During the tracking mode (e.g. scan line 20 in FIG. 3) the register 40 counts down for the duration of the line segments 22 and 24 (FIG. 3). The trailing edge 24 of the video image stops the clock; digital count remaining in the register represents the position of the image vertical centerline. Device 42 converts the count into an analog signal that is sampled and held for use during the next frame. Centerline values are computed for each scan line over the target 12 height. FIG. 5 illustrates circuitry for detecting frame-to-frame image centerline changes in the azimuth direction; similar circuitry can be used for detecting changes in the elevational direction.
FIG. 6 schematically illustrates circuitry for resizing the tracking window to maintain a substantially constant size relation between target 12 and the window (field of view). Target height electronics 52 includes an AND gate 56 receiving an input signal 58 derived from each TV scan line that includes level "1" pulses associated with the target scene. A second input 60 is received coincident with each TV scan line passing only through the background scene (only level "0" pulses). The output of AND gate 56 represents the difference between total window height and target height. Counter 62 counts and delivers the digital output to a converter 64 that provides an analog voltage signal 66 related to the "window-target 12" height differential.
The width of the window bears a fixed ratio to the window height. Therefore analog signal 66 can be used as the starting basis for resizing the window (camera magnification) for the next video frame. The error signal 43 derived by the FIG. 5 circuitry is utilized in the FIG. 6 circuitry. The centerline error voltage 43 is summed with analog signal 66 in summation amplifier 48; amplifier output 67 represents the leadng edge of the recomputed next window. Centerline error voltage 43 is subtracted from analog signal 66 in amplifier 50. Amplifier output 69 represents the trailing edge of the recomputed next window.
Amplifier outputs 67 and 69 provide the basis for an output pulse 71 whose width and location represent recomputed window size in the X--X plane. Pulse 71 development requires comparison of amplifier voltages 67 and 69 with a negative slope ramp generator voltage 73 developed by ramp generator electronics 72 during the inactive "blanking" period between the end of one video frame and the next frame. In the chart beneath FIG. 6 the square wave 74 occurs during this blanking period. Electronics 72 transforms an input square wave 74 into an output ramp type signal 73 that is applied to comparators 75 and 77. Intersection of voltage 67 with the ramp voltage produces the leading edge of output pulse 71. Intersection of voltage 69 produces the trailing edge of the output pulse. FIG. 6 depicts electronics for computing width of the next video frame in the X--X plane; similar electronics might be used for computing frame size in the Y--Y plane.
The invention provides circuitry for detecting elevation and azimuth errors in target lock-on points from one video frame to the next. The invention also provides circuitry for repetitively recomputing window size necessary to maintain the target size relatively constant in spite of rapid range changes due to movement of the target toward or away from the camera.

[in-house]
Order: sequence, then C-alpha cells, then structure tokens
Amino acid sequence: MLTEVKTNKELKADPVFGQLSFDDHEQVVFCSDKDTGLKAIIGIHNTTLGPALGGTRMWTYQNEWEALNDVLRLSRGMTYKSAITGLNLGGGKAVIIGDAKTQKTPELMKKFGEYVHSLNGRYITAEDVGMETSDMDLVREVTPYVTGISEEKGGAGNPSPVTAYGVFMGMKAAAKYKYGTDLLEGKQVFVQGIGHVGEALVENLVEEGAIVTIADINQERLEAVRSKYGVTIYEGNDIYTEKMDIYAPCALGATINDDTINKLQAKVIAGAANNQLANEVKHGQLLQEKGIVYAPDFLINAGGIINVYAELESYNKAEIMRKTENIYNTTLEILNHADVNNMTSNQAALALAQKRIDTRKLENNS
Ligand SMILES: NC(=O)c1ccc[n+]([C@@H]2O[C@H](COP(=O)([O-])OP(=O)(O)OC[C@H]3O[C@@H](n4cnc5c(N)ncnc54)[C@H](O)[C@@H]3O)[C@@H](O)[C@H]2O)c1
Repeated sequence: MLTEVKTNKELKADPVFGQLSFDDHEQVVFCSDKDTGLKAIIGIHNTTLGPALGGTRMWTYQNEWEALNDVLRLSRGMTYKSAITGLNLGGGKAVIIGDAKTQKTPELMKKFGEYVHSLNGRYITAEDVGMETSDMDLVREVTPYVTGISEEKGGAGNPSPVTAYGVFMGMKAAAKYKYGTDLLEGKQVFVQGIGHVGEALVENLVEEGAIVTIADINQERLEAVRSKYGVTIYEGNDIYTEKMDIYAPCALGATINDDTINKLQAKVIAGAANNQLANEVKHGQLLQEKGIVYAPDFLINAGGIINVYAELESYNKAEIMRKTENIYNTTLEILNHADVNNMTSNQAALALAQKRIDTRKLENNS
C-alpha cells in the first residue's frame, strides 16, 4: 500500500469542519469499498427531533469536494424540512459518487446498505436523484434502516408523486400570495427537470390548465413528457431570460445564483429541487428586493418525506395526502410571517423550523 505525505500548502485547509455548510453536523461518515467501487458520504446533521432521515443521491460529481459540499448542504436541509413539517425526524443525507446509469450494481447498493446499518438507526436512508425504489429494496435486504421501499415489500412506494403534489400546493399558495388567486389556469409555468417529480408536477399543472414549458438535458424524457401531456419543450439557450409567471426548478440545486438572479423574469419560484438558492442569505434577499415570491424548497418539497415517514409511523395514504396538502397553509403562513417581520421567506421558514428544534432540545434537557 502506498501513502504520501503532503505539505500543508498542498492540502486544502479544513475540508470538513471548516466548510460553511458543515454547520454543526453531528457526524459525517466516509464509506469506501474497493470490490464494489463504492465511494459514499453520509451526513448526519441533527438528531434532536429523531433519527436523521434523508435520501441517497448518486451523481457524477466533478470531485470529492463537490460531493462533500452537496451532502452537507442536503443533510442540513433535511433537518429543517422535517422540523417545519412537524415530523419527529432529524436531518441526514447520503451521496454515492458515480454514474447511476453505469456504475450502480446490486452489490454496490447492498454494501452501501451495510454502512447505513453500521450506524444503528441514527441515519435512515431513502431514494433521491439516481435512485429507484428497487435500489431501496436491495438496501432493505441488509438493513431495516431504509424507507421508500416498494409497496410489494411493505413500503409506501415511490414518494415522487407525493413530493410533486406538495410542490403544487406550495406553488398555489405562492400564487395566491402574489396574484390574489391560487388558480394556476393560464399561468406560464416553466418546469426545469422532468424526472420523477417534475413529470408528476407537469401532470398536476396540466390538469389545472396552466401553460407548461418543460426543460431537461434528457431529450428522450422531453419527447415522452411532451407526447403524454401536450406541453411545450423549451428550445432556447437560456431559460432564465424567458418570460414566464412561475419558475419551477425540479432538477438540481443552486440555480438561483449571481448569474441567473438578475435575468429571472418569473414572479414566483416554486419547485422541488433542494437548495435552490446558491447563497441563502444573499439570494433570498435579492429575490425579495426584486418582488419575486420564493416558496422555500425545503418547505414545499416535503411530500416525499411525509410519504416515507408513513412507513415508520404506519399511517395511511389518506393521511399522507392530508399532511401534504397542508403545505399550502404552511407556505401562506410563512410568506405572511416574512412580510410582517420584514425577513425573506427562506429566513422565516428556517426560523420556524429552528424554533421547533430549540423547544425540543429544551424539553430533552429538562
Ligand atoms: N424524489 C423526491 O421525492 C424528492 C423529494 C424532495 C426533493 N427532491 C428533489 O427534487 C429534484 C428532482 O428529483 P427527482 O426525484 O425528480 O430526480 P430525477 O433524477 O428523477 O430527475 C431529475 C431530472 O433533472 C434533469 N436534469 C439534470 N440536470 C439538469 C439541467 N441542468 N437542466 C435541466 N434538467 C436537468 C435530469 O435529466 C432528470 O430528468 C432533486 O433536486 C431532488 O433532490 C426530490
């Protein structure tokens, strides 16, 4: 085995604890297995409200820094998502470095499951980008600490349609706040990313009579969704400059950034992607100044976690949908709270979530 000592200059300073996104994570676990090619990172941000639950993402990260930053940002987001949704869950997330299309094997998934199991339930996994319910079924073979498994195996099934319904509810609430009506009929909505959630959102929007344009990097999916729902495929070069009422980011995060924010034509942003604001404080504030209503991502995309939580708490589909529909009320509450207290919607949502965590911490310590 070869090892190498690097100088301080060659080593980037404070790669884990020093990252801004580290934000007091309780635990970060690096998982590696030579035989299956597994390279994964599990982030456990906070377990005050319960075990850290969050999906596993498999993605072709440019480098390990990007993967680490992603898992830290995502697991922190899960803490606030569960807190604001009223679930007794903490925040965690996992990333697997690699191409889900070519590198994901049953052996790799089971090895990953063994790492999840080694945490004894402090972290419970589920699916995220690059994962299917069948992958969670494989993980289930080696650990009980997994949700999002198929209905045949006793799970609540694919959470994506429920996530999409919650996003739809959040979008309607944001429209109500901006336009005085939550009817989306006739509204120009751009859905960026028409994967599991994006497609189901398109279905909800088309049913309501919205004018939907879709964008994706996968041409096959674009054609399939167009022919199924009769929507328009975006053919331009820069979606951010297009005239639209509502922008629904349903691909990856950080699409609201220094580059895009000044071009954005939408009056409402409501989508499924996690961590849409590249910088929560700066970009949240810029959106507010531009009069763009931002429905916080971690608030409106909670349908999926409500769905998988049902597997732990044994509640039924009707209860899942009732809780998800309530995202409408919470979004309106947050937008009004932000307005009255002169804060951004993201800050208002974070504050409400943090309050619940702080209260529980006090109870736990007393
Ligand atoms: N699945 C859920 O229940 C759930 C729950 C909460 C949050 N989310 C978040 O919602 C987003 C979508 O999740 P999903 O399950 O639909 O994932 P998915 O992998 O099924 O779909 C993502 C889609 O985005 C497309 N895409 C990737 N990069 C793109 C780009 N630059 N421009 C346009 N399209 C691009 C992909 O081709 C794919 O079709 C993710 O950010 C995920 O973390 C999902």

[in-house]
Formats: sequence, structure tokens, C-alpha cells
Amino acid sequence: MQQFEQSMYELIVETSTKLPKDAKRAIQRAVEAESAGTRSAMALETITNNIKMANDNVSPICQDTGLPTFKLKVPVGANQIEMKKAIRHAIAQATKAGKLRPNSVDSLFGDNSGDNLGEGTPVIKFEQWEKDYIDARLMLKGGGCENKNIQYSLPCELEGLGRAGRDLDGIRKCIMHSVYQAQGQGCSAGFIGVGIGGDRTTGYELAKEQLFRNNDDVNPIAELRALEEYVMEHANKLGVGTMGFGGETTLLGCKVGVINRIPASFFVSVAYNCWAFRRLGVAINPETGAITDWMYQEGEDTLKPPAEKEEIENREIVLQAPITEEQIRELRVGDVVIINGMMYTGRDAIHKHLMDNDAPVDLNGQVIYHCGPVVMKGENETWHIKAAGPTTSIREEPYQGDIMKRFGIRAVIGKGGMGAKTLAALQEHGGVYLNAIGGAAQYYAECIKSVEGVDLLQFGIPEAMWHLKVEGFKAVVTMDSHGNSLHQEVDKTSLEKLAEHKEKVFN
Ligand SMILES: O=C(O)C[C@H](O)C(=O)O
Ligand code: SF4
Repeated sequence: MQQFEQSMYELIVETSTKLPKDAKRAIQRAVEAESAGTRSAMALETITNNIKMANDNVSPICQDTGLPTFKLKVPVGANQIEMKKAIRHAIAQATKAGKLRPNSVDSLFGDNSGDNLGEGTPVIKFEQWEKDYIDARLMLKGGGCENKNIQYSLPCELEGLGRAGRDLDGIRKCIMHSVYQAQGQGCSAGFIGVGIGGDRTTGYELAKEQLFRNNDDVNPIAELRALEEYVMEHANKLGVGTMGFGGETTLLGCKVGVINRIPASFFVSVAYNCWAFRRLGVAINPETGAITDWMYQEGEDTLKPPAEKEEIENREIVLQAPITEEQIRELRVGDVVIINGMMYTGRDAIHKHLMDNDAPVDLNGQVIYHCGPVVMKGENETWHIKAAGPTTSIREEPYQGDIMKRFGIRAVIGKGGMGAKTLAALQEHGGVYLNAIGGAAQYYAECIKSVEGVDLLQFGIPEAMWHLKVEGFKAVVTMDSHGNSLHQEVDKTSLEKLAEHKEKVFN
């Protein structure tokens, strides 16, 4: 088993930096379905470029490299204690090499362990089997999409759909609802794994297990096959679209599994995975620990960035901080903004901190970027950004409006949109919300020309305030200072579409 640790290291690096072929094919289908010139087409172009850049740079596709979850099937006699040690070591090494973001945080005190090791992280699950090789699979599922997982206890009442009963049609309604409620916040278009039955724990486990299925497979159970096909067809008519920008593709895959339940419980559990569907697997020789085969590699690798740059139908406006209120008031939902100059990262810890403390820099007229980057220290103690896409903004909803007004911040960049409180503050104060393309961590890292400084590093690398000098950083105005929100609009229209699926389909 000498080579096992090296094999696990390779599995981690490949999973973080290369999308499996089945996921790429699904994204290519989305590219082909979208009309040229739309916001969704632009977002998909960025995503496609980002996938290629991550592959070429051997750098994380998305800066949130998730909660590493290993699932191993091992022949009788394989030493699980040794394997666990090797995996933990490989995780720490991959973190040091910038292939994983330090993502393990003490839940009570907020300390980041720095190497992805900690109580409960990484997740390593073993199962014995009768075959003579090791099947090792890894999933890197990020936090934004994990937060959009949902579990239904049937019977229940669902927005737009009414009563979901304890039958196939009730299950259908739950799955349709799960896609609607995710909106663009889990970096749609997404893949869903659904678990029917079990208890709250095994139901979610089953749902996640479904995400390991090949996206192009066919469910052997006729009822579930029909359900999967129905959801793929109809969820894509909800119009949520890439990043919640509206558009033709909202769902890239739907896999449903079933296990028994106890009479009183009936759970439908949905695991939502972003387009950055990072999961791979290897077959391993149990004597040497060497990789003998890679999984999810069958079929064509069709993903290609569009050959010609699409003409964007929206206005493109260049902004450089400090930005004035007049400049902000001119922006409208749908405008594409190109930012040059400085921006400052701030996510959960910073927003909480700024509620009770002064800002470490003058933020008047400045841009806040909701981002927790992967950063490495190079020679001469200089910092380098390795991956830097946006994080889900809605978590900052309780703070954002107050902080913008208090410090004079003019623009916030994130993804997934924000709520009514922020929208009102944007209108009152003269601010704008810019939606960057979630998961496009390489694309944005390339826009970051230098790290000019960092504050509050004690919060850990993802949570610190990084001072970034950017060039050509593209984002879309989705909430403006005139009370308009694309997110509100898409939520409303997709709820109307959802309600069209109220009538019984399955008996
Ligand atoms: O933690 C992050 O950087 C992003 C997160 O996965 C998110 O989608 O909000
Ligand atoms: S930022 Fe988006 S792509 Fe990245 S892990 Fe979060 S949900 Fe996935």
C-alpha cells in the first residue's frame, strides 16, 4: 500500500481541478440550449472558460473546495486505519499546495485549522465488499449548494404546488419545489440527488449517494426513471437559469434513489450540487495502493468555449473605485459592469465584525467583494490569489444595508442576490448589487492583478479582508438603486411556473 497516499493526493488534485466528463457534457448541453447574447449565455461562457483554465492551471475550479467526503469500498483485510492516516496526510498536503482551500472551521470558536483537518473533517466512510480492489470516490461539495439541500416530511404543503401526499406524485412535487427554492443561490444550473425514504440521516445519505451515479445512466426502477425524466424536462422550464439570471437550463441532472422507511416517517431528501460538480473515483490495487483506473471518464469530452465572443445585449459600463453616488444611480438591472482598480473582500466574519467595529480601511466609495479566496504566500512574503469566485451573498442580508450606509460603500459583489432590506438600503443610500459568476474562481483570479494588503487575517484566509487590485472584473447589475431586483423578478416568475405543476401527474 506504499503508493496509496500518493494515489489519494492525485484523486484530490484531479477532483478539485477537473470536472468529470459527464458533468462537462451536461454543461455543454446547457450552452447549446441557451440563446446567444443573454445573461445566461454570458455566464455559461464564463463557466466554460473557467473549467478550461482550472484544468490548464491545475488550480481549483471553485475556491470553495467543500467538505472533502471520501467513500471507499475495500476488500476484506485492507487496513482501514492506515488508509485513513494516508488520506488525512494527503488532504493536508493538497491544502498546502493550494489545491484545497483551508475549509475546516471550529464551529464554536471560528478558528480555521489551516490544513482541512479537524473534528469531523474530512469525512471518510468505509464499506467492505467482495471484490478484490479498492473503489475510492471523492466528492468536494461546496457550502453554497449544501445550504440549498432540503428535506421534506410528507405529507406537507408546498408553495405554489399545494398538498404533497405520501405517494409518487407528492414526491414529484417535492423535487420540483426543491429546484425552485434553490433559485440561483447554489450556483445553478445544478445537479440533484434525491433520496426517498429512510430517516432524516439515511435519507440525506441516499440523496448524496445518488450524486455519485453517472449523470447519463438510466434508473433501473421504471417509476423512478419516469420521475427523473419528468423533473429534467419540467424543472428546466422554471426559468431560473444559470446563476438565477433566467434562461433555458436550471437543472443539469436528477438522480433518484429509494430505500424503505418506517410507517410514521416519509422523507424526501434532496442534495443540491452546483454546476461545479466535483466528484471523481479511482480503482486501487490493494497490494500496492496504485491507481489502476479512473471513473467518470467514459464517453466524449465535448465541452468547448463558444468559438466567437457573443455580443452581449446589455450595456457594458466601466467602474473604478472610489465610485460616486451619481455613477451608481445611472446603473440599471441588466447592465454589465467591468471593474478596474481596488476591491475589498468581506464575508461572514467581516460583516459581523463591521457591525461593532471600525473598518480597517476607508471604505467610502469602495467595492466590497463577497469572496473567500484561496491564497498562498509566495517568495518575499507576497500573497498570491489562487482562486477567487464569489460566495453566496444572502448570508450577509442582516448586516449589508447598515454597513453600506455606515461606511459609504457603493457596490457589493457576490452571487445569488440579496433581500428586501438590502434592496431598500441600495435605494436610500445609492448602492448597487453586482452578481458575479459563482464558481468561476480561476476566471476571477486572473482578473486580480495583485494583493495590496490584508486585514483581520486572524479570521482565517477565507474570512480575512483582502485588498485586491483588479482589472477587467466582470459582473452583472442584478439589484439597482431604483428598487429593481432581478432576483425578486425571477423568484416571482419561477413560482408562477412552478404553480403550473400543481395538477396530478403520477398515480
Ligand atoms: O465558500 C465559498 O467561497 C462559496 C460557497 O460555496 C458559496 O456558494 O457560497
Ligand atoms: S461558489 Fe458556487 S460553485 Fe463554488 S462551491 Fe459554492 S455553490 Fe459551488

Operation of the system requires that the digitized video signals generated by the background video spots be discernably different than the video signals generated by the target. FIG. 7 depicts a circuit for adaptively thresholding the contrast between background and target signals. Noncomposite video containing positive and negative values is inputed to amplifier 80 through line 82.
A second input voltage VINT is applied to amplifier 80 through line 83. VINT is initially developed in addition-division device 93 that senses the difference in the positive and negative peak voltages outputed from peak detectors 88 and 90, that are referenced to background voltage VBCK 86 taken by sample and hold circuit 89. Device 93 provides a voltage signal VINT that lies midway between the positive and negative peaks.
Intermediate voltage VINT is applied through line 83 to amplifier 80 so that amplifier 80 output 84 provides a "corrected" modulated signal. The correction shifts the signal up or down to center the peaks relative to VINT. Outputs from peak detectors 88 and 90 are applied to addition-division devices 85 and 87 to provide reference voltages at 94 and 96. The V+REF voltage 94 and the V-REF voltage 96 are compared to the modulating signal voltage 84 developed by amplifier 80.
The background levels in the immediate area of the target 12c (FIGS. 3 and 4) is sampled and held by circuit system 89 to develop the VBCK reference voltage 86 utilized as the reference for peak detectors 85 and 87 respectively. It will be noted that reference voltage 94 lies midway between VBCK and the positive peak. Reference voltage 96 lies midway between VBCK and the negative peak. Digitized outputs from comparators 98 and 99 represent peak values higher or lower than reference voltages 94 and 96; momentary peak signals within the intermediate band between voltages 94 and 96 are excluded or screened out of the computation. This intermediate band or zone represents grey clutter areas in the video picture that approach the target in luminance or radiance. The illustrated circuitry excludes these areas from the final digital outputs 100. The digital output is thus corrected to enhance the contrast between target 12 and background 13. The contrast enhancement band between V+REF and V-REF can shift slightly up or down with changes in the general luminosity level of the scene in the camera field of view.
I wish it to be understood that I do not desire to be limited to the exact details of construction shown and described for obvious modifications will occur to a person skilled in the art.
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|U.S. Classification||348/169, 89/41.01, 89/41.05, 250/203.5|
|May 14, 1981||AS||Assignment|
Owner name: NATIONAL WATER LIFT COMPANY,